Jindal Steel and Power Ltd on Friday said it has won the development rights of 20 billion tonnes of iron ore reserves in Bolivia and will invest $2.3 billion over the next 10 years for mining and setting up a steel plant in the South American country.
"We have been awarded the rights for the El Mutun iron ore mine... We would invest $1.5 billion in the next five years and $2.3 billion in the next 10 years," Naveen Jindal, JSPL executive vice chairman and MD said from London.
Jindal, who would be going to Bolivia shortly, said the company has been given rights to develop half of the El Mutun mine or 20 billion tonnes of iron ore out of the total 40 billion tonnes of potential reserves.
Located near the Brazilian border, the El Mutun mine is said to be the world's single largest iron ore mine. In fact, the iron ore reserves in the mine is more than double the iron ore reserves of India. Moreover, the reserves are of high-grade ore with iron content of more than 64 per cent.
JSPL CEO Vikrant Gujral and director (Finance) Sushil Maroo said from Bolivian capital La Paz that the mine contains 12 per cent of world's total iron ore reserves and the company would be the largest overseas investor in that country.
The company won the mining rights after the Bolivian government disqualified Netherlands-based world's largest steel maker Mittal Steel Co, which is incidentally headed by another Indian Lakshmi Niwas Mittal.
Jindal said out of the total investment of $2.3 billion, about 20 per cent would be pumped in mining and the balance 80 per cent in setting up the integrated steel plant.
The project would be set up in a debt-equity ratio of 60:40, Jindal said, adding resources would not be a problem. The company may raise borrowings from the international markets if the need arises, he said.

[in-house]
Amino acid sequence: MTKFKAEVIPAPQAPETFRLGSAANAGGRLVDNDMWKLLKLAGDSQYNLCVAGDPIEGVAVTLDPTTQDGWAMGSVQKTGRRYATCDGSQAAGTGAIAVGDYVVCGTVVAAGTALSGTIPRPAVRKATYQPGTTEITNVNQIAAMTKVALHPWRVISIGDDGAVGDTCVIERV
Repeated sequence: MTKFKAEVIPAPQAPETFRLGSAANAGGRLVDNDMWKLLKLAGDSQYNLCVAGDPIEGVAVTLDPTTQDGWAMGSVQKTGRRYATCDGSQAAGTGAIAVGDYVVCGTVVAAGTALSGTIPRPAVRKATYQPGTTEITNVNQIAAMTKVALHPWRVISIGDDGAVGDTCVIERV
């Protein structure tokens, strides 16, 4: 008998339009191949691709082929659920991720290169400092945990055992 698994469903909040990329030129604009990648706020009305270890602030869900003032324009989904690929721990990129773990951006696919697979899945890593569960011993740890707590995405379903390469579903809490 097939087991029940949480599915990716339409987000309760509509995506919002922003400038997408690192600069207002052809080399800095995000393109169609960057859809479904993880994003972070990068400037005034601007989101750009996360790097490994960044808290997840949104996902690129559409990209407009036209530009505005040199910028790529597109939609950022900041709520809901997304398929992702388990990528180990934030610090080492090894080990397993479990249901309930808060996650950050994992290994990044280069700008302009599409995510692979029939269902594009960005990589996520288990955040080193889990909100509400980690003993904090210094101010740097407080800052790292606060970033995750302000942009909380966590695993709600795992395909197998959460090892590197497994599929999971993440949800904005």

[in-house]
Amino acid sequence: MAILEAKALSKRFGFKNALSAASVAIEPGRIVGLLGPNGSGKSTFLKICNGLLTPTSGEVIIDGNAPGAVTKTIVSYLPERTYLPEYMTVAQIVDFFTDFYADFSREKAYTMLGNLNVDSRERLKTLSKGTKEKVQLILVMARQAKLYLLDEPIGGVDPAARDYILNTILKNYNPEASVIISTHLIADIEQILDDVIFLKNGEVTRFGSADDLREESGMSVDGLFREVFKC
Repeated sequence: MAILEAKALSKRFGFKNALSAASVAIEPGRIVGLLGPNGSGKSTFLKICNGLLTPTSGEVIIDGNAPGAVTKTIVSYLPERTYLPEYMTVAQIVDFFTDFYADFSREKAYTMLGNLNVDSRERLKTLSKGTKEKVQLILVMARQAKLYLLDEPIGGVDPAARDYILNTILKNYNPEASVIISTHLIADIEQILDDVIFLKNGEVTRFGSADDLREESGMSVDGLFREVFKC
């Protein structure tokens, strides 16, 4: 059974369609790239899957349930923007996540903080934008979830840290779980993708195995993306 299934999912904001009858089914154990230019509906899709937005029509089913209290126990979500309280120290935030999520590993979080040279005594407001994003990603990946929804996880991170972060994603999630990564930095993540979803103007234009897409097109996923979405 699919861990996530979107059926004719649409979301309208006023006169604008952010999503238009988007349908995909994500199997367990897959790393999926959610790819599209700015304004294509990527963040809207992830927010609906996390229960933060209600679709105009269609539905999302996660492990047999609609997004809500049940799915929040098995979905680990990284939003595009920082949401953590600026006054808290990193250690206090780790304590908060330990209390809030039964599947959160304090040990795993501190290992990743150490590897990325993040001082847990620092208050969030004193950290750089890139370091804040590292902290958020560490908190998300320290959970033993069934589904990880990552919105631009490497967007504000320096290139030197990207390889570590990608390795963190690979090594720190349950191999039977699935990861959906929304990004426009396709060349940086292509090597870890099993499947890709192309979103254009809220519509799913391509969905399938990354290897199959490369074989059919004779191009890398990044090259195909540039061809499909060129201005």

While an agreement has already been signed in La Paz, famous for having one of the world's highest railway lines at an altitude of 14,000 feet, a detailed contract is expected to be signed in July this year.
Giving details of the project, Jindal said the integrated steel plant would produce 1.7 million tonnes of long products of steel, six million tonnes per year of direct reduced iron and a pellet plant of 10 million tonnes capacity.
The company would also set supporting infrastructure including a 400 MW power plant. The Bolivian government has assured all support and supply of natural gas for the project, which is likely to be implemented through a subsidiary. The project would employ 2,000 people directly and another 10,000 indirectly, Jindal said.
Jindal said the company would have to give 8-9 per cent to the Bolivian government as royalty on iron ore and concentrates and 10 per cent on pellets. There were no restrictions on exports of iron ore or steel but the company would have to give 5 per cent royalty on steel exports and 7 per cent on DRI exports, he said.
Jindal said the company had to modify its bid during negotiations with the Bolivian government. Initially, the company had offered 3 per cent royalty on sale of steel and 5 per cent in concentrates but raised it to 5 per cent and 10 per cent respectively later. The offer for iron ore was raised to 10 per cent, he said.
The announcement comes a month after Bolivian President Evo Morales nationalised the country's natural gas sector, the second largest in South America after Venezuela. The El Mutun bid was seen as a test of how that government would handle mining investments.
The Leftist Morales administration wanted bidders to not only extract iron but also set up steel plant using Bolivia's plentiful natural gas. Reports from La Paz said the deal could earn South America's poorest nation more than $250 million a year in exports.
However, Maroo and Gujaral, who signed the deal in La Paz earlier on Friday, did not say how much the country can earn from the project, saying it would be quite substantial for the country, which has a population of only 80 lakh people.
The company expects to earn 15-20 per cent internal rate or return on the investments. Maroo said the project would start production of pellets from the third year (2009) and long steel from 2011. Maximum revenue would start flowing from the fifth year (2011) onwards, he said.